One man’s lean …

I don’t know if you follow the startup scene, but you will see a huge movement to the concept of ‘lean startups’ as championed by Steve Blank and Eric Ries.

However, one man’s lean is just another man’s bootstrap.

That’s not exactly correct: bootstrapping a company generally means starting it without much / any outside finance and launching it on the smell of an oily rag.

For example, Guy Kawasaki famously started Truemors with just $12,107.09

… if you know Guy [AJC: he’s an early Apple employee; founder of one of the original Silicon Valley angel investing firms; and, author of a number of ‘must read’ business best-sellers including ‘Art Of The Start’] he could certainly afford to pay more to start his business … a lot more … he just chose not to 😉

On the other hand, creating a Lean Startup is more about talking to customers before spending money than simply looking for ways to cut costs. But, there’s nothing new in this … it ‘s just – or should be – common sense.

Let me explain with an example from my own business life …

When I first came up with the idea for my business – the one that I eventually ran in the USA, Australia, and New Zealand and subsequently sold for many millions – I had NO experience in the field.

It was just an idea that I got from working in a slightly-related industry (via my other business that I still own today).

However, rather than jump out and launch it, first I did a few things:

1. I found a business in the USA that had the same idea and had been ‘doing it’ for at least 10 years. I tracked them down and flew to the USA and met with the founder. He happily helped me understand the business.

That’s when I undertook my first ‘pivot’.

A pivot is another one of those sexy, new-fangled terms for something that every startup founder who eventually succeeds fully understands (and, those who fail have never worked out for themselves) that says: your first idea sucks.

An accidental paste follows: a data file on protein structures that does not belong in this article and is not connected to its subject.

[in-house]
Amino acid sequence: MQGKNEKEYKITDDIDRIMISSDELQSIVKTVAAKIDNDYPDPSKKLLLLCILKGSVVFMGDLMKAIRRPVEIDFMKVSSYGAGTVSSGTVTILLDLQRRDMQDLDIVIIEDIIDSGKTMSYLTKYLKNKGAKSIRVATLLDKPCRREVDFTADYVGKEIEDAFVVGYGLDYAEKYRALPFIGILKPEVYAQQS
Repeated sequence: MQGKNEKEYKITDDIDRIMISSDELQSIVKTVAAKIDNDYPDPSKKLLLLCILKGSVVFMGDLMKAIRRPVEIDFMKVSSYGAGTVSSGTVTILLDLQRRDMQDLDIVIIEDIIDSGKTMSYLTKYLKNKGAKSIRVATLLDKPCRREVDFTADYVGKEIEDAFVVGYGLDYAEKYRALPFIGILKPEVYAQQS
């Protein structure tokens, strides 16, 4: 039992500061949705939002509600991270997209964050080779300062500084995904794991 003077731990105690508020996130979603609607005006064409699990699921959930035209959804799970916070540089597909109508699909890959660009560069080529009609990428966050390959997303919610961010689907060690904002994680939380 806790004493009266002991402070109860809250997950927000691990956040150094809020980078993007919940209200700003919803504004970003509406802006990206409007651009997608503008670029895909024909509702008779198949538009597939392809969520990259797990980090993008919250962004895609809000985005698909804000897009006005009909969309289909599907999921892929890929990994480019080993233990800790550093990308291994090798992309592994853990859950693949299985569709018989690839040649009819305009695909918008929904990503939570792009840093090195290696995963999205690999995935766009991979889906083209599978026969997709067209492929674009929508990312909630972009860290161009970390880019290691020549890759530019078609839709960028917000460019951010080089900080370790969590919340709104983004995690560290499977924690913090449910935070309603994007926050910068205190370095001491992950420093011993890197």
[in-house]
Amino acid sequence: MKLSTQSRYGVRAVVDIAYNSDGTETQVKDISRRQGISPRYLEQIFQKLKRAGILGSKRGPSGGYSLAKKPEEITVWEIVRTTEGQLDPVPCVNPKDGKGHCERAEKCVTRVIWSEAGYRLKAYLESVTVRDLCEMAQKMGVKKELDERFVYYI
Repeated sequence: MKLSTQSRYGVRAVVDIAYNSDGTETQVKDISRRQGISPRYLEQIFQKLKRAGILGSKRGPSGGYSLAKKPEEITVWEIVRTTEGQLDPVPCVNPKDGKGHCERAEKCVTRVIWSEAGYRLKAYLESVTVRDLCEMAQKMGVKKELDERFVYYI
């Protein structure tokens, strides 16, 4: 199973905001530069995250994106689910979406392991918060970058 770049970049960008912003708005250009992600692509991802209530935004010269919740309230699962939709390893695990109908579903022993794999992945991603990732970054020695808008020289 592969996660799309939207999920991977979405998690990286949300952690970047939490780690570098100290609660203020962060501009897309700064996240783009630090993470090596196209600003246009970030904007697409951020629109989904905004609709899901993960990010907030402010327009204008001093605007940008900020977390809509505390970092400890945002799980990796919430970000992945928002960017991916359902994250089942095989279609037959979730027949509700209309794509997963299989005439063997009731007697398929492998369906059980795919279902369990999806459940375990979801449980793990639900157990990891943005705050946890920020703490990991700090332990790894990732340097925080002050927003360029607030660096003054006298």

It’s only once you TALK to clients and competitors that you will KNOW what to build. And, my original idea was not IT.

2. Aside from a new perspective on how to build my business idea, the second thing that I got from the US business’ founder was some industry data. But, it was for the USA.

Being an analytical type of guy, I decided to find out what these numbers would look like for Australia. Basically, they were to support our marketing message by providing backup industry data. Since there wasn’t any in Australia, I set out to adapt the US version by doing my own research.

Once I had this research in hand, I decided to try my hand at writing my own press release (I couldn’t afford a PR agency) and sent the 4 page report that I wrote out to a couple of business magazines.

By some miracle, I ended up with a full page article (including photo of a very young-looking AJC) in Australia’s most prestigious business weekly (think Forbes for Australia). I was quoted as “Australia’s Expert”, yet I hadn’t even handled one single transaction!

3. On the back of that article I was approached to produce a 2-day course on the subject matter of my report. The company was affiliated with a major Australian university (people attending my course received credits towards their professional accreditation) and I was paid $1,000 per course to deliver it! Yet, I still hadn’t handled even one transaction.

Those things not only proved that my idea – and, unique approach (as taught by my new US colleagues) would work in Australia, and that there was definitely market demand … it also brought me my first 5 ‘Fortune 500’ customers!

So, I had found an idea, researched the best way to implement the idea, promoted the idea, sought market feedback (i.e. was somebody prepared to pay money to learn about and/or use the idea), and signed up my first customers …

… only THEN did I set about to build the actual business: hire staff, build software, etc., etc..

Now, that is what Lean Startup really means 🙂

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